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The federal definition of bank fraud is rather broad and it is a criminal act that occurs more often than you might realize. Under federal law, bank fraud occurs when a person deliberately engages in a secret scheme or deception to take money or assets from a bank or other financial institution. A conviction under the federal statute is very serious. It can result in a fine of up to $1 million, up to 30 years in prison, or a combination of the two.

Oftentimes, it is performed electronically so that the person isn’t anywhere near where the crime actually occurred. In this way it is distinguishable from bank robbery, where a person physically enters the bank itself and commits robbery, usually accompanied by a threat or act of violence. Bank fraud is a white collar crime because it is a financially motivated and nonviolent crime.

Types of Bank Fraud

There are many ways that someone can commit bank fraud. In fact, most of us have, or at least know someone who has, been affected by it in some way. Sometimes they are very complicated and affect entire organizations and high-asset individuals. Other times, it comes across as just a minor annoyance when you get an alert from your bank telling you there is unusual activity on your account. The different types include:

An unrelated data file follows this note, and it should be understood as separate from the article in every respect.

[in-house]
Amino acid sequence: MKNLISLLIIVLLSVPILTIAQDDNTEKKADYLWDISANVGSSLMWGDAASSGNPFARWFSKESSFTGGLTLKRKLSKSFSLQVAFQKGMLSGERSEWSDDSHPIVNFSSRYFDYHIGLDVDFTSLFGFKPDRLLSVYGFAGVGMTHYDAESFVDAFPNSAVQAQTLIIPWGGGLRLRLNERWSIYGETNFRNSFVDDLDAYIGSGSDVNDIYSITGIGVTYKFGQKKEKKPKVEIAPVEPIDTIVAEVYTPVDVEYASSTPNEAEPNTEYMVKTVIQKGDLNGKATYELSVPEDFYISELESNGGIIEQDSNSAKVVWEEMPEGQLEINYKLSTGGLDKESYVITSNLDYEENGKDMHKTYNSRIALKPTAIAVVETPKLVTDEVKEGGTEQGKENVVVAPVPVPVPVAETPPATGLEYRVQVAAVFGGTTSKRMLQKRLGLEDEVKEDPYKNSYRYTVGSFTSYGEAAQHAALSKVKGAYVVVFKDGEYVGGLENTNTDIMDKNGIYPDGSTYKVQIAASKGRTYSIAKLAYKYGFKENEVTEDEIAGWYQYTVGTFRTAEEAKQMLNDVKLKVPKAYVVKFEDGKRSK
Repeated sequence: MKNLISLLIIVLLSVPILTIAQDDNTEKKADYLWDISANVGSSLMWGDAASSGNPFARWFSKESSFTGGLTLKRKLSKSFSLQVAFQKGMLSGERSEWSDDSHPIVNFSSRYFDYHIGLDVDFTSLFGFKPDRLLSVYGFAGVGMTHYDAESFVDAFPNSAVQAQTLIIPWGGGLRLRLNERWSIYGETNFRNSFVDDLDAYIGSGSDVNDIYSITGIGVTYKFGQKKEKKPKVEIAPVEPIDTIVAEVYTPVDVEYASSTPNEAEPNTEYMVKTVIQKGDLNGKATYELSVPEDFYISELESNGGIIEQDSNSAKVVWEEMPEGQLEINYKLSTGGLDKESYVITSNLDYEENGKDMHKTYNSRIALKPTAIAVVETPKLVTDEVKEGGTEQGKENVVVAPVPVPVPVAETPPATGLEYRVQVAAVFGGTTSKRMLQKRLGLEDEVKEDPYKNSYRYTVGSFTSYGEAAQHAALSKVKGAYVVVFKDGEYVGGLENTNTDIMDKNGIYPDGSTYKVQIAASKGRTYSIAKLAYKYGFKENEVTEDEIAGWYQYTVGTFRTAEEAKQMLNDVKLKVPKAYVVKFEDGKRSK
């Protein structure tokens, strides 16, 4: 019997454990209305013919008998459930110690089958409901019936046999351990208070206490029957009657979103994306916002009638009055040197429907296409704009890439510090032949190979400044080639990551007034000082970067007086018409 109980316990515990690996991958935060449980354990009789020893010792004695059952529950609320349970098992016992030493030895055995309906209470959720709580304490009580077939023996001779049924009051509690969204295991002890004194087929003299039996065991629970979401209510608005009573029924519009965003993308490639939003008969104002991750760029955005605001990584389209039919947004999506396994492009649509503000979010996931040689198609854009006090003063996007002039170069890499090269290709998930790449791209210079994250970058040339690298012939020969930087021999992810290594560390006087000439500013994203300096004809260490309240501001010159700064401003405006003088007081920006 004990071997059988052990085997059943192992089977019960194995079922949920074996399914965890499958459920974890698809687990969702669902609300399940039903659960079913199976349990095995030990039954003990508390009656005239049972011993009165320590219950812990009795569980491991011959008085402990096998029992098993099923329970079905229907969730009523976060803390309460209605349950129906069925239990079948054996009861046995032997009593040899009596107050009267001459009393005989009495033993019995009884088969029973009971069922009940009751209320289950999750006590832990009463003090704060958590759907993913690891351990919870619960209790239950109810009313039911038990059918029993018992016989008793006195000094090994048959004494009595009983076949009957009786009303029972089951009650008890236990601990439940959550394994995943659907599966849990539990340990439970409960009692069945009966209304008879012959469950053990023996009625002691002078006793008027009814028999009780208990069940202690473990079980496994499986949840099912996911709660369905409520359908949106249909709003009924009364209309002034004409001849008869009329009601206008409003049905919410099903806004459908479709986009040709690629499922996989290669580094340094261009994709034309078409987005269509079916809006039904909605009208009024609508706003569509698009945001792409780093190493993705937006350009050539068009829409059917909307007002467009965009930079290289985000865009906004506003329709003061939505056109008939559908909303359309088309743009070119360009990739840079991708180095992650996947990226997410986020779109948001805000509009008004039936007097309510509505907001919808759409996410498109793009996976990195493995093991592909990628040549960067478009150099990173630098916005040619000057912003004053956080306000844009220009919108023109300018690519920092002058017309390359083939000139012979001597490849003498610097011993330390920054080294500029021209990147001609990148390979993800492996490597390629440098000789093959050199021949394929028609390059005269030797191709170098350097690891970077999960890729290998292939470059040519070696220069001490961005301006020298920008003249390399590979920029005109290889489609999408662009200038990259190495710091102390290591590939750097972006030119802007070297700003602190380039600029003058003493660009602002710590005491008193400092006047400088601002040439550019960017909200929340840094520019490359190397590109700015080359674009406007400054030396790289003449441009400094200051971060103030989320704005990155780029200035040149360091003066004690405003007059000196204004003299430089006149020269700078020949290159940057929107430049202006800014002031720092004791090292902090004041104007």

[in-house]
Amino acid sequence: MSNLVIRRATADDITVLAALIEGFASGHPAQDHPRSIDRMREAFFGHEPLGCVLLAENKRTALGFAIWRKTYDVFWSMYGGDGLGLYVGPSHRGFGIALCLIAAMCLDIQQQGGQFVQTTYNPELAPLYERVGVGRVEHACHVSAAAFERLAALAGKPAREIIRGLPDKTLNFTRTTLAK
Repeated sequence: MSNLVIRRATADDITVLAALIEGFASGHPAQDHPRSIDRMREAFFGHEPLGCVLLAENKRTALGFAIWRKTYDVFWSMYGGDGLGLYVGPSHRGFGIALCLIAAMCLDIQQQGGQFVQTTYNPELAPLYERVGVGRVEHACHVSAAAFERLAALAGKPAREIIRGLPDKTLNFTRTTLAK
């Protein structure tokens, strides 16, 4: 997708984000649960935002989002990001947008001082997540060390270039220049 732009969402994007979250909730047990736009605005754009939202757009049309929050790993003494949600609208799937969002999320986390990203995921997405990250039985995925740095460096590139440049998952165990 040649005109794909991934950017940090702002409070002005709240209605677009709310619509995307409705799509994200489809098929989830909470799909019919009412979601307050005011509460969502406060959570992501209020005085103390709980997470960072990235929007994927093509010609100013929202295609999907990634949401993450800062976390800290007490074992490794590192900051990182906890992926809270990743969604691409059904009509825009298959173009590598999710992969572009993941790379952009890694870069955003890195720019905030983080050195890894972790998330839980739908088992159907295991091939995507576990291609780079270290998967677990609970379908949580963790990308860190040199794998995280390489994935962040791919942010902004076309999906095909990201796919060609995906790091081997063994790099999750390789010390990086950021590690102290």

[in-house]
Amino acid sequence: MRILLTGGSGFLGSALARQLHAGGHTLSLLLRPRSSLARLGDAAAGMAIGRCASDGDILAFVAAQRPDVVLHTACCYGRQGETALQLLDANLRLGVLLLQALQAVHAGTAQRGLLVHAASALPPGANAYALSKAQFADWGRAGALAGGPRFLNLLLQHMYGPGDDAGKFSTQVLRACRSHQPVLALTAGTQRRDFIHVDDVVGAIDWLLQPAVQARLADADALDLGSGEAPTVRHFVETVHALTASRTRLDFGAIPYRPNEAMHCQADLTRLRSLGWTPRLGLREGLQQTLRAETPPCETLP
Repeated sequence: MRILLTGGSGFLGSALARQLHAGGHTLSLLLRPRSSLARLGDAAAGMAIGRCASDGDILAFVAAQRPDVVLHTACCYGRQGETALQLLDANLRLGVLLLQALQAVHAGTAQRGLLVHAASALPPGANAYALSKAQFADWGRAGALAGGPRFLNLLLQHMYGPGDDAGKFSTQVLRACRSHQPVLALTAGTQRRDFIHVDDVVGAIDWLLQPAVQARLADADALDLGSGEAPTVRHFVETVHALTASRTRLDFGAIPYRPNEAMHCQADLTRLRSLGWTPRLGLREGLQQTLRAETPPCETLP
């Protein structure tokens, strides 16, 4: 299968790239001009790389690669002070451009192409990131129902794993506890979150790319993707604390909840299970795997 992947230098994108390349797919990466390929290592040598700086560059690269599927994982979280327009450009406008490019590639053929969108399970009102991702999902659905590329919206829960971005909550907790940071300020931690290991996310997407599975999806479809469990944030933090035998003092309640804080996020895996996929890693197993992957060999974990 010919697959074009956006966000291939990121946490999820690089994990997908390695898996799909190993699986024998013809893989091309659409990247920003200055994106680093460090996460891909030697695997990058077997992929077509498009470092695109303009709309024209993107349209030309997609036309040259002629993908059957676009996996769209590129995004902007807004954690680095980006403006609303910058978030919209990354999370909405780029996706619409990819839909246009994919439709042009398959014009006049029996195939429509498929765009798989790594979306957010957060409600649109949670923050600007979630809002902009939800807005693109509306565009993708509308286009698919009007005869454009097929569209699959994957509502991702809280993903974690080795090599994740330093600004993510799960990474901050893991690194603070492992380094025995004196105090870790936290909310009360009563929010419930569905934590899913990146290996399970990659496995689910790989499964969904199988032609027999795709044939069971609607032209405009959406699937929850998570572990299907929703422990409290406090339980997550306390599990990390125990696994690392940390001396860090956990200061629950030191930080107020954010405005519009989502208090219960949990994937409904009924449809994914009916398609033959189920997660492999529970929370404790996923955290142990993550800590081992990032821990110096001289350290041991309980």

• Bank Impersonation – This is when someone actually acts as a financial institution in order to trick people into depositing their money into their fake accounts. They can do this in several ways like setting up a fake company or website.
  • Stolen Checks – In today’s electronic age, stealing a check might seem a bit old school. But lots of companies still use checks to pay their employees or vendors. To do this, a person might get a job that will provide them access to the company or individual’s mail, like at the corporate payroll company.
  • Check Forgery – This type of bank fraud occurs when someone alters the important information on a check. This also includes when someone forges a person’s signature or adds a zero to fraudulently cash the check or deposit it into their own account.
  • Fraudulent loans – This is when someone takes out a loan knowing that they will immediately be filing for bankruptcy. It also happens when someone forges information on a loan application or uses a false or stolen identity in order to get approved.
  • Internet Fraud – Internet fraud can be categorized as bank fraud when when someone makes a website and poses as a bank or other financial institution with the goal of taking money deposited by other people.

Sabrina Puglisi has experience with criminal bank fraud charges, and has succeeded in achieving positive outcomes for her clients charged with these types of crimes. If you or someone you love has been charged or convicted of criminal bank fraud, please contact our Miami office at (305) 403-8063 or visit us at http://www.puglisilaw.com.